[Brief Abstract]: “The art of acting requires the authentic embodiment of another being; what happens in this process when a performance requires taking on a stigmatized sexuality? In summer 2018, an emerging theatre company in Cedar Falls, Iowa, produced Stop Kiss by Diana Son: a show that required its two female leads to embody same-sex sexuality. Guided by a scholarship from Judith Butler, Jill Dolan, and Jerzy Grotowski — and following principles of practice-as-research — interviews and observation were used to explore and interpret how the actors in Stop Kiss experienced similarities and differences between their characters’ experiences and their own. Findings led to further questions about what positions an actor to be strongly affected by their work, and the transformative power of publicly performing stigmatized sexualities in theatre spaces.”
Faculty adviser: Dr. Amy Osatinski, Assistant Professor of Theatre
Future plans: “I'll be pursuing a Masters of Arts in Interdisciplinary Theatre Studies at the University of Wisconsin – Madison”
Orion sourced materials through interlibrary loan, located key texts in online databases through OneSearch, and had a research consultation with Fine and Performing Arts Librarian Angela Pratesi.
Nicole Bishop, Chemistry, Humanities Arts & Science Major
[Brief Abstract]: Bronze disease is a type of self-progressing corrosion of bronze. The damage that this corrosion can cause can destroy priceless artifacts. It is important that possible treatments are determined to save museum artifacts. Scanning electron microscopy can show the effects of treatments of bronze disease on a submicroscopic scale. This allows for a continuation of previous studies done on the treatment of sodium sesquicarbonate to see the effectiveness of the treatment on a molecular level.
Faculty adviser: Dr. Joshua Sebree
Future plans: “I will be attending The Ohio State University to begin working on my Ph.D. in Chemistry in the Fall. Dr. Sebree and I are also working on writing up the bronze disease project with Brian Pauley for publication.”
“The Library helped me with my research through their access to all of the museum curation and chemistry peer-reviewed articles that I accessed while preparing my project proposal. Anne Marie was also incredibly helpful in helping me organize my literature review as well as organizing my proposal as a whole.”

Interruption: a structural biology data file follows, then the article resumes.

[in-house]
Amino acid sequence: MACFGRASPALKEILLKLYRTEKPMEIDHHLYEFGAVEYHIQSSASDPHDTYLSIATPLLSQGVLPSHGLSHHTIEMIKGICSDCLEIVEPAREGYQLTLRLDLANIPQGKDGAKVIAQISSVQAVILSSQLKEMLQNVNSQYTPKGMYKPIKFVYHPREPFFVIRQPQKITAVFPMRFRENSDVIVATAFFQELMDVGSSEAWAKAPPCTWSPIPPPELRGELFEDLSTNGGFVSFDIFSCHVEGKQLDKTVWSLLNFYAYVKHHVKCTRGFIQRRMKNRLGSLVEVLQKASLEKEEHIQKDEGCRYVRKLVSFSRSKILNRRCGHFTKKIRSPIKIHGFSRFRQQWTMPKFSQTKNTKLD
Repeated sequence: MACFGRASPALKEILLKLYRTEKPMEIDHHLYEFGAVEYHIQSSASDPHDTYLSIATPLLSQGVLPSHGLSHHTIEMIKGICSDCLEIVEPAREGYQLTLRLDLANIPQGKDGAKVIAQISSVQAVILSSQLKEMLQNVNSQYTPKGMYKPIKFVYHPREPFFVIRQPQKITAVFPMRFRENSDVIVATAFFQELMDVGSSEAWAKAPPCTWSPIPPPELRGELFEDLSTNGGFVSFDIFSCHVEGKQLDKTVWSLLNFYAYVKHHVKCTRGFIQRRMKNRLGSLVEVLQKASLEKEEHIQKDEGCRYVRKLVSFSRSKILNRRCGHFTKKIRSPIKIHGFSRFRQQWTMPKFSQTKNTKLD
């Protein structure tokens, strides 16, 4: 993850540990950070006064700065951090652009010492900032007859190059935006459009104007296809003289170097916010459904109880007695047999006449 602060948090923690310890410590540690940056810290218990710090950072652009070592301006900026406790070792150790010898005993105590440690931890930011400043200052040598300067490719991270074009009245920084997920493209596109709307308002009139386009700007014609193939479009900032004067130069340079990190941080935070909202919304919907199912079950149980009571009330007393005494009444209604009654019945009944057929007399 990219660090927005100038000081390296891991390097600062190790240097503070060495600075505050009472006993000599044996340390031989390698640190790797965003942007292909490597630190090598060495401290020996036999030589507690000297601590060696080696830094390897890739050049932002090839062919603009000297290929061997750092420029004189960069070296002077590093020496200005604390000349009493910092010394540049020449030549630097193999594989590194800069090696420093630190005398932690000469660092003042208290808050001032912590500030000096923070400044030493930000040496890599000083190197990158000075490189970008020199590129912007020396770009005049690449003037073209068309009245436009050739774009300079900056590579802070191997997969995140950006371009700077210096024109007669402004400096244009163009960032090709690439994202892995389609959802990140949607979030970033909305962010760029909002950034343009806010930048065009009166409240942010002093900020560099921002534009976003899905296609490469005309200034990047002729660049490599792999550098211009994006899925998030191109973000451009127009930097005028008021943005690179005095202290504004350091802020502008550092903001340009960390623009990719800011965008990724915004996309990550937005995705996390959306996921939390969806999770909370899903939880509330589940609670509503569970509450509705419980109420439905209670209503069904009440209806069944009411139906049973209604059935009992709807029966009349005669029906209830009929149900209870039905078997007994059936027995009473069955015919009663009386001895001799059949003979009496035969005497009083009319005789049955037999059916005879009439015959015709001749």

Alec Glidden, Biology, Humanities, Arts & Science Major
[Brief Abstract]: “Agricultural growth continues to diminish ecosystem services in the North American Corn Belt. To address these concerns, organizations, such as United States Department of Agriculture’s Conservation Reserve Program (CRP), have initiated targeted conservation practices (CPs) to address specific challenges (e.g., CP2 to establish native grasses on highly-erodible lands and CP42 to establish pollinator habitat); however, these programs may be able to achieve greater impact with limited resources by attempting to balance multiple ecological benefits. To better understand factors that influence multifunctionality, we examined the effects of seed mix design and first-year management (mowing) on ecological outcomes in a prairie reconstruction. Using experimental field trials, plots were established with three seed mixes, both with and without first-year mowing.”
Faculty adviser: Mark E. Sherrard
Future Plans: Alec will be graduating from UNI this fall.
Library: Alec did research in the library by researching methods and experiments of other places that worked with prairie grasses to see what worked best for them and what the best practices are for the highest amount of grass and forbs.
Congratulations to these recipients on their fantastic achievements in research. If you would like to view these students’ research projects, they are accessible through ScholarWorks. We are very excited about the future of this undergraduate award and encourage all interested students to apply in the next academic year. As Mary Ann Bolton says, “GGID, Geeks Get It Done”.